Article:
If I meet you at a convention for pros or a convention that has a strong stance against bigotry I’m a fairly affectionate person. I am exuberant, I am joyful, we may hug at some point (if you’re a huggy person yourself).
At NewYorkComicCon, or SanDiegoComicCon or conventions with a high degree of sexual objectification – I am still socially capable, but my professionalism is more edged and I am wary of physical contact. I am still friendly, but part of me is reading the room before anything as ‘girly’ as physical contact happens. I wear suits. I like wearing suits to conventions anyway, but at SDCC and the like it becomes protective armor. The armor helps, but stuff still gets through the chinks.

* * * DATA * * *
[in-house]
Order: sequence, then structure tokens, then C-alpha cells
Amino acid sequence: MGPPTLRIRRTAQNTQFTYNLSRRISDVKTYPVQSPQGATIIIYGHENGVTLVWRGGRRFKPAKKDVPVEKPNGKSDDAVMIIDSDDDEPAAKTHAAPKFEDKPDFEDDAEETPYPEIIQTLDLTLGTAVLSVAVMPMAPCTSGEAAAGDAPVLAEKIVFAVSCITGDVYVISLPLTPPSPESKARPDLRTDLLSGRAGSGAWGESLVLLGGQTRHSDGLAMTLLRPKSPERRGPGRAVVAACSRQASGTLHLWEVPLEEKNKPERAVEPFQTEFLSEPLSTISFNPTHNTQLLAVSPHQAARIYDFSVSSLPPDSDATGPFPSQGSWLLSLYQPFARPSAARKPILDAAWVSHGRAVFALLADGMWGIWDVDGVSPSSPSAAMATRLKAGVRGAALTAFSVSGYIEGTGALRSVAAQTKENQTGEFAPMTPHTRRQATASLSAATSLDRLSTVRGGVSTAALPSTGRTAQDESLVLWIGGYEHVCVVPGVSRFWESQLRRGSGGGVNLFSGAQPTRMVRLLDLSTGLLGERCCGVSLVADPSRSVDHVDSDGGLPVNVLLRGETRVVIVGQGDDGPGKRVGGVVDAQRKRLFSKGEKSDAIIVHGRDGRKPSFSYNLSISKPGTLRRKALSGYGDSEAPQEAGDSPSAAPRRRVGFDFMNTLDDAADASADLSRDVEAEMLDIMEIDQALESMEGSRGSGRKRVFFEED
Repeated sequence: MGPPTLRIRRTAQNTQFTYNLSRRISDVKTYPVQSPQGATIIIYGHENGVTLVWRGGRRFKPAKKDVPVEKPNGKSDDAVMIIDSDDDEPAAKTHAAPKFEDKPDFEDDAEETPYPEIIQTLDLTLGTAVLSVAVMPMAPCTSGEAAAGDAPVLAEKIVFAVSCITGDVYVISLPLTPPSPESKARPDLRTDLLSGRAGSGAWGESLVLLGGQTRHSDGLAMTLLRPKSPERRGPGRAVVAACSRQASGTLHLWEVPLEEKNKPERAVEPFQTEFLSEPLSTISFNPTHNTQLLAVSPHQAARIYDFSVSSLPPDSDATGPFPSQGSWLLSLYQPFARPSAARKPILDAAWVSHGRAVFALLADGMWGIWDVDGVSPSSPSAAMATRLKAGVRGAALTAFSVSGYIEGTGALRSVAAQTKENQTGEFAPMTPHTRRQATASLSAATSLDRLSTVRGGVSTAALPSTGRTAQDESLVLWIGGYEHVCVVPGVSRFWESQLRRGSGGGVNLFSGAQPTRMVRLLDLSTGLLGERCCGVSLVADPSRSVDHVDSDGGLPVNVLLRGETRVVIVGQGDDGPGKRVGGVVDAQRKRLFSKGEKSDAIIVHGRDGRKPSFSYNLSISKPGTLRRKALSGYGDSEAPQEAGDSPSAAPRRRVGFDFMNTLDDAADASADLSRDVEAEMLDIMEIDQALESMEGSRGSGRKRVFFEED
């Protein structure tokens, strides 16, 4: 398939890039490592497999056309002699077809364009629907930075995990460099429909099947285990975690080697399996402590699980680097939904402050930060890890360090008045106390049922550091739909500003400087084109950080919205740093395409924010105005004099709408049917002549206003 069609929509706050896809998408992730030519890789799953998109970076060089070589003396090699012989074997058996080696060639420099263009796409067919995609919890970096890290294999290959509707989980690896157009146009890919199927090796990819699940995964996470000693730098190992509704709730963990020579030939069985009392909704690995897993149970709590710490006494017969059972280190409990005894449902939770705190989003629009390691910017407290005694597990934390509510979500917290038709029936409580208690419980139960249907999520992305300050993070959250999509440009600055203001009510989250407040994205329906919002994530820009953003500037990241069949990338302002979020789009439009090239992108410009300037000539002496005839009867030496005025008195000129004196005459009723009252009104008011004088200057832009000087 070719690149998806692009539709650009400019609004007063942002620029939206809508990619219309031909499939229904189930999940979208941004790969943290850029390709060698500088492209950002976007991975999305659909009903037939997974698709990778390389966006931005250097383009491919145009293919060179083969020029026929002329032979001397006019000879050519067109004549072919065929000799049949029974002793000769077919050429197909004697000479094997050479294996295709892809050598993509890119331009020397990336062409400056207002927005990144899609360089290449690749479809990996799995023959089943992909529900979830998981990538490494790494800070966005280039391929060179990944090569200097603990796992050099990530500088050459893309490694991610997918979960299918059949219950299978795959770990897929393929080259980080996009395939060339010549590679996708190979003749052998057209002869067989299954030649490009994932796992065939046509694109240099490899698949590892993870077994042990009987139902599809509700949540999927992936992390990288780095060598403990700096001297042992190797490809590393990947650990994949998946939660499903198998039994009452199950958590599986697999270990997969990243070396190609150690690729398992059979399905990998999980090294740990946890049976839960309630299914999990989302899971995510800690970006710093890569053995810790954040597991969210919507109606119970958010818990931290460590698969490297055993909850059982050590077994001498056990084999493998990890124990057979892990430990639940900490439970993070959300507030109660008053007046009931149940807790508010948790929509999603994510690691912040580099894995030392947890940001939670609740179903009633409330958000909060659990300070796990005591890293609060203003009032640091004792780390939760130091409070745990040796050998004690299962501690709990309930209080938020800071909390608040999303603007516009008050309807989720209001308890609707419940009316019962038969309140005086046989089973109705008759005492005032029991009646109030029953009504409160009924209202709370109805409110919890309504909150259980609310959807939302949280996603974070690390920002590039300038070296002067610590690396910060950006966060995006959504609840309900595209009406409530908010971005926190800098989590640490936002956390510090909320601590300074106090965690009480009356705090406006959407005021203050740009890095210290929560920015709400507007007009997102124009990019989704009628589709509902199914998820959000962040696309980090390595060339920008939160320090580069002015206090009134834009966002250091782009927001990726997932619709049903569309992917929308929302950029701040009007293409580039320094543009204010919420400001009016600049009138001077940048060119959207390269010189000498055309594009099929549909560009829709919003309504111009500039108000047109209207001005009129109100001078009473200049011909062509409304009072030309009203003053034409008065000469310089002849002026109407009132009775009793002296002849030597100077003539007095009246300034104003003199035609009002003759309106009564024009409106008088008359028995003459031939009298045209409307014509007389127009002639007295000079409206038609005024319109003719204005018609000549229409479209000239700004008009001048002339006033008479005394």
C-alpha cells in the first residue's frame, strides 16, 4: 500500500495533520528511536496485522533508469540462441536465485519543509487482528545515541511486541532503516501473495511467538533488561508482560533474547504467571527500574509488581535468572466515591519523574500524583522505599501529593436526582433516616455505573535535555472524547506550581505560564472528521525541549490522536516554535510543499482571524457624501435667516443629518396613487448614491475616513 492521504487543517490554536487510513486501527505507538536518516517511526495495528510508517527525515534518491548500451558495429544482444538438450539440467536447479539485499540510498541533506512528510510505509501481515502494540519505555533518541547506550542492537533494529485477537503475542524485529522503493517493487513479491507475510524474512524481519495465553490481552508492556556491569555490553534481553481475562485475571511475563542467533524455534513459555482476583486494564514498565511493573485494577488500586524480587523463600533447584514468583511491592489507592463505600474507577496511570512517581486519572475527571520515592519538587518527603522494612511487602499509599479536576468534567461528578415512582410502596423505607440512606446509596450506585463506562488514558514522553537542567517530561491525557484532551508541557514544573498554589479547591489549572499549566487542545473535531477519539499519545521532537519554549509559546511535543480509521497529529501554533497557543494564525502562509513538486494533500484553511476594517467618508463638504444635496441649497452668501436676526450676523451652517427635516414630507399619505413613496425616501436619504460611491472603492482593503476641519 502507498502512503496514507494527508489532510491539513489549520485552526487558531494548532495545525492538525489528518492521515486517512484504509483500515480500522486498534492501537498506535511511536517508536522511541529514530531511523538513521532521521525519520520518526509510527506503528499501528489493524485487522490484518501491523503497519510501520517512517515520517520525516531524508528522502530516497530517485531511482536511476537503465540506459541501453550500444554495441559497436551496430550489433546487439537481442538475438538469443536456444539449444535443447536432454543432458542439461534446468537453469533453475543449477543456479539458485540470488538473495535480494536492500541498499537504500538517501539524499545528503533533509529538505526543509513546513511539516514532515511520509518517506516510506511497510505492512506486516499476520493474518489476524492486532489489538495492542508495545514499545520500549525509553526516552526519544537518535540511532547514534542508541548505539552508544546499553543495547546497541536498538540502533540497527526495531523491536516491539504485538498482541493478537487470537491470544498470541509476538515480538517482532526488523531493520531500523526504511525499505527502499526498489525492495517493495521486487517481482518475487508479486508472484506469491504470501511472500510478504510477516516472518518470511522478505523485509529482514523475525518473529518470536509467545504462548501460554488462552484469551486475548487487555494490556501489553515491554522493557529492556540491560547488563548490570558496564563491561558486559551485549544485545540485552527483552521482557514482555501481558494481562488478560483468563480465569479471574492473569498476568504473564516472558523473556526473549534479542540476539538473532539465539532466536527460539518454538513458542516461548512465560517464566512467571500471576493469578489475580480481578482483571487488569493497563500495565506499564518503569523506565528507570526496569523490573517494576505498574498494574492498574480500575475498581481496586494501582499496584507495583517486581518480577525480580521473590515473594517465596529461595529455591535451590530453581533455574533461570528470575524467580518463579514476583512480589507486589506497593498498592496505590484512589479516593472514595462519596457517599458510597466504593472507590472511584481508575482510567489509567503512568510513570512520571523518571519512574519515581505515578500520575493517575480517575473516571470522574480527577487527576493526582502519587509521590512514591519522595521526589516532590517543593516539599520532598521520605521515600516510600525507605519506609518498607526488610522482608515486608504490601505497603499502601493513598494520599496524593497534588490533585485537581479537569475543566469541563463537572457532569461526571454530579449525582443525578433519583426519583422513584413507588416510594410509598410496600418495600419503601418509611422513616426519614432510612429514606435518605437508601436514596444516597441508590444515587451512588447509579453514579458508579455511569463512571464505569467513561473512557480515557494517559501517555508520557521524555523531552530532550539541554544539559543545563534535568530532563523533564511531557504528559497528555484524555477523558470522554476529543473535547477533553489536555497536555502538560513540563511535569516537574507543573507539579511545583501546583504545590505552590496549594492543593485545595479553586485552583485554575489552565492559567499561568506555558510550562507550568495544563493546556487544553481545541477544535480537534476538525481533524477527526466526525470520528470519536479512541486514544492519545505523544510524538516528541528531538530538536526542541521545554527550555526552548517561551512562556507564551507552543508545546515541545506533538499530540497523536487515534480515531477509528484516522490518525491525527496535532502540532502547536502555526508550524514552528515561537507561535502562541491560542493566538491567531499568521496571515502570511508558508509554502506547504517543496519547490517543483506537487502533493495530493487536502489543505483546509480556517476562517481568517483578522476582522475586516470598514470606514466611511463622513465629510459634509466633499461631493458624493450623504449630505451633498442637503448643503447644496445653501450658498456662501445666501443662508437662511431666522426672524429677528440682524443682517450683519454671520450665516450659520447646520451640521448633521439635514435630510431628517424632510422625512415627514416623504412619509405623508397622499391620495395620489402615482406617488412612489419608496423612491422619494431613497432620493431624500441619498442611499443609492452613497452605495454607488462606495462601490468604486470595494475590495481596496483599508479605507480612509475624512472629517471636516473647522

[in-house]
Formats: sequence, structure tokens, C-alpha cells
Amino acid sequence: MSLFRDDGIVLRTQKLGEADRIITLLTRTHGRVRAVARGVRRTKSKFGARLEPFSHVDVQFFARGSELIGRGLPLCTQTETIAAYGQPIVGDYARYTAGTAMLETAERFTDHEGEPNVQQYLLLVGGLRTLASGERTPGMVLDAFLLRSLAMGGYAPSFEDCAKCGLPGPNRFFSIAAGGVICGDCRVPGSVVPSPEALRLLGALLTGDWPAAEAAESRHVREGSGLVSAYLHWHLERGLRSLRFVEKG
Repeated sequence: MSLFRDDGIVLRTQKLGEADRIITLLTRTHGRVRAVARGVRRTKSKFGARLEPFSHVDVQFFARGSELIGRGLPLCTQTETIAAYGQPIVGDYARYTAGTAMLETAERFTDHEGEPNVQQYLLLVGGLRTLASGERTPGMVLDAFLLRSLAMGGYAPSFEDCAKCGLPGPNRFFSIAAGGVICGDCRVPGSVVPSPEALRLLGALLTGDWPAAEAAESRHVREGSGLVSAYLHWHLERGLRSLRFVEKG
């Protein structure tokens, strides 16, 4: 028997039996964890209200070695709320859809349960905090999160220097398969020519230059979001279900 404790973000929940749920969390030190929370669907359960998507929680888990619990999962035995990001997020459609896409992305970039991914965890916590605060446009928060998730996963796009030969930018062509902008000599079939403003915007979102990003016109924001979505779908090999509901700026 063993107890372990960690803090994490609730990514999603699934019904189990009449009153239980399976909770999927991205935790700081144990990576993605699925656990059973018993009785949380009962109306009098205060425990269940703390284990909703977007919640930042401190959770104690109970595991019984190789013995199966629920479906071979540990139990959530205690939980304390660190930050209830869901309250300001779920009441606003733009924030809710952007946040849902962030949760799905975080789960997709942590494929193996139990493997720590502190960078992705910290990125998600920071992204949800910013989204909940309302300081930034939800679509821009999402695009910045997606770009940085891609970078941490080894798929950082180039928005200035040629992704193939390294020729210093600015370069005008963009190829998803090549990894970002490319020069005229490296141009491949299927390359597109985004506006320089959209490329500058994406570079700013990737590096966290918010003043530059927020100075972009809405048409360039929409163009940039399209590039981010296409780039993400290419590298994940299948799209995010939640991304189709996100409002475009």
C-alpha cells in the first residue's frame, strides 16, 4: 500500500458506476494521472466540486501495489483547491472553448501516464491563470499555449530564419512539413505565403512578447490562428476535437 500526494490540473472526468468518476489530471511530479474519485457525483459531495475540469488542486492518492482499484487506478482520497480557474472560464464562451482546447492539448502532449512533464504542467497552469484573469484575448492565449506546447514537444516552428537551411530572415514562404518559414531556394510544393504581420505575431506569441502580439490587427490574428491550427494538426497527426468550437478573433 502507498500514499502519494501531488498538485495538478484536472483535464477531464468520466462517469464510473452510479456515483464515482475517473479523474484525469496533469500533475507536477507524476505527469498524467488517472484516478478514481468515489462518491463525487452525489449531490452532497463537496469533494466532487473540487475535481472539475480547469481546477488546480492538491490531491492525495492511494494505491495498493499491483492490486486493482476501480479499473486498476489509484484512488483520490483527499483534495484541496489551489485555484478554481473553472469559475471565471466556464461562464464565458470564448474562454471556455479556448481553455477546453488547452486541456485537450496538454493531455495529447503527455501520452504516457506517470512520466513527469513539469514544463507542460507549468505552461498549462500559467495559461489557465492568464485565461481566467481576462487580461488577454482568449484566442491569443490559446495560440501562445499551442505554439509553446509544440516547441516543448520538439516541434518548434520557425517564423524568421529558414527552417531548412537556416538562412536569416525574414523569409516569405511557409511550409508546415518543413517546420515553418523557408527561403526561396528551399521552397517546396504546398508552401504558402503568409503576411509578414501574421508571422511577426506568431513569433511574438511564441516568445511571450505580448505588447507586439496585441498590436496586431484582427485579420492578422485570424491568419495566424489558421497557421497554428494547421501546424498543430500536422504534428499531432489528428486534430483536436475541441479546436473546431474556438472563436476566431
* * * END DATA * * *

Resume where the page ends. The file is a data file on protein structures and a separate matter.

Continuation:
I hope some day I will have enough of a visual brand that people won’t assume I’m a booth babe. I hope some day I can go to SDCC or NYCC or a convention with a lot of cosplaying without my breasts being an issue. Without someone treating me like arm candy or asking me sneeringly if I read comics while at a comics event, or some random thinking that shouting out to me “Nice shape” in a sleazy tone associated “Nice tits” is somehow complimentary. Or feeling like an impostor because people assume I’m the girlfriend of whatever male professional I’m standing next to.
Even at the sleaziest conventions I’ve been to, the majority of people I’ve spent time talking to have been excellent. We’ve had wonderful conversations, witty banter, thought provoking conversations and even consensual non-skeazy conversations about my boobs.